As Ecclesiastes 7:2 says, "It is better to go to a house of mourning than to go to a house of feasting, for death is the destiny of everyone; the living should take this to heart."
Do you know of any similar books out there?
I looked hard! I wanted to buy the book and save myself a lot of work. Unfortunately, the book didn't exist yet.
There are some great books out: I'm Dead, Now What? and Your Legacy Wardrobe: Do You Know What's in Your Drawers? are two of my favorites. And there are gigantic manuals out there that cover every possible scenario and encourage you to fill out the entire book every year (who has time for that?). But there is no book that gives you a complete framework that every human can do — my book is like finding the edges of the jigsaw puzzle. A Checklist for Mortals doesn't cover every possible scenario. It gives you the vocabulary and framework around death. You'll understand the context, so you'll know the questions to ask and where to find the answers for your specific situation.
Where can we buy your book?
A Checklist for Mortals: Preparing for Death's Arrival is available as a standard e-book (or Kindle) and in paperback at www.ChecklistForMortals.com
Tell us a little bit more about you, please.
I'm the luckiest person in the world — I've never had a job I didn't love.
I graduated from Union College in Lincoln, Nebraska in 2008 with a Communication degree, emphasis in Journalism. I was a corporate journalist for a while, then came back to Union to work in the enrollment office. I created the student visit program, the employee mentorship program, ran the first digital ads the college ever created, and automated their marketing materials. I learned a lot in my nine years there and had the privilege of working alongside wonderful and inspiring people.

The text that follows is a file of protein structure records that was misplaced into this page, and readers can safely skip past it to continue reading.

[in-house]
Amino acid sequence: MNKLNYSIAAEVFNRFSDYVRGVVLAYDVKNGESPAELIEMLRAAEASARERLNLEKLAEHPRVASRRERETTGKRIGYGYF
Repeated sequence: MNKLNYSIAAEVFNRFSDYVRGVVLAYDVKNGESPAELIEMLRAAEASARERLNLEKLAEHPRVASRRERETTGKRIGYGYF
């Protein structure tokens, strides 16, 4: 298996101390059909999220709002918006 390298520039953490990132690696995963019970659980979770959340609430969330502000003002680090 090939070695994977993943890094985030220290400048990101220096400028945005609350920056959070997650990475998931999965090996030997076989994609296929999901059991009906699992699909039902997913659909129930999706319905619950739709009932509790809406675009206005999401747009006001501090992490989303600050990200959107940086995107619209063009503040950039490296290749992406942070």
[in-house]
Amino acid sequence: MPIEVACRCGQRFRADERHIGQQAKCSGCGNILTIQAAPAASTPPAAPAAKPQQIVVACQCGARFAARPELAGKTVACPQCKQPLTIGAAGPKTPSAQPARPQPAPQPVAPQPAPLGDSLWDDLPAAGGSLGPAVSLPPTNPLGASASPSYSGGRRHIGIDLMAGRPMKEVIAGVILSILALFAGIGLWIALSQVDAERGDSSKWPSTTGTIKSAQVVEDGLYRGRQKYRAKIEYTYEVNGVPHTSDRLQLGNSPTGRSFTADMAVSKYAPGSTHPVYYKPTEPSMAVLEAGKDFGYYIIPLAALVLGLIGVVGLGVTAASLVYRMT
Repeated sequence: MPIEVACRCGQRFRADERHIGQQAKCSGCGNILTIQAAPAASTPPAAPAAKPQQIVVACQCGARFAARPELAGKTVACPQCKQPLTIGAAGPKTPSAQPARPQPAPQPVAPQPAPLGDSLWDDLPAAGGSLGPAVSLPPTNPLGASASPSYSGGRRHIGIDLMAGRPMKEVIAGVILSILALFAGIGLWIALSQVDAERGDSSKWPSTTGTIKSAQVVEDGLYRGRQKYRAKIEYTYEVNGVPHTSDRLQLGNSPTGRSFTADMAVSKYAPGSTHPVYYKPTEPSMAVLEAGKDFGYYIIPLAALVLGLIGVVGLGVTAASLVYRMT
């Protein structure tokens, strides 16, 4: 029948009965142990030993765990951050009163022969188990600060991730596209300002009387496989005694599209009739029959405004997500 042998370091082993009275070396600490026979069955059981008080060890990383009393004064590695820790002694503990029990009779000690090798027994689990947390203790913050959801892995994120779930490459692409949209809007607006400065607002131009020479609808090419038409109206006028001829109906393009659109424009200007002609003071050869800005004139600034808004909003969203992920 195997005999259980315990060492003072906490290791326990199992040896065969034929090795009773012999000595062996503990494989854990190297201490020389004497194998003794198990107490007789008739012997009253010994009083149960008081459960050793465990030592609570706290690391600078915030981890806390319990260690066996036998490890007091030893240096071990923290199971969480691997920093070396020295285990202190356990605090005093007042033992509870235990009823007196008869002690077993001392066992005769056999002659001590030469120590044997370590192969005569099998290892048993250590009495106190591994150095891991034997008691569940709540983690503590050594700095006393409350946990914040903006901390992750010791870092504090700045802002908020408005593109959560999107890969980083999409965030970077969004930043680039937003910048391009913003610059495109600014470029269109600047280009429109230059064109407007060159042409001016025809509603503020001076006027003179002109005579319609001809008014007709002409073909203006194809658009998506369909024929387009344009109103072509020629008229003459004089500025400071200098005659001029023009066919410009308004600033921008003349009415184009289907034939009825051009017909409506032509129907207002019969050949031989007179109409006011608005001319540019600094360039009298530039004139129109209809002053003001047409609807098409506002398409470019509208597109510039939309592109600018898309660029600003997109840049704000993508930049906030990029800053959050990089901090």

Today, I have my master’s in Integrated Media Communications from the University of Nebraska-Lincoln, and work as a marketing automation manager at Nelnet. I have an amazing team, interesting challenges, and talented colleagues who I learn so much from daily. I have a lot of fun at work.
What do you do in your free time when you are not researching and writing about death?
Researching data privacy and compliance laws currently. Or listening to podcasts about Agile marketing methodology. Or walking outside with my family and puppy. After this pandemic though, I plan to have a much more exciting answer.
What is your next big project?
Living! This project has been all-consuming for my “free” time. I'm looking forward to sharing this book with the world and enjoying my family.
Photos courtesy of Becky Daniel.
Alita Byrd is interviews editor for Spectrum.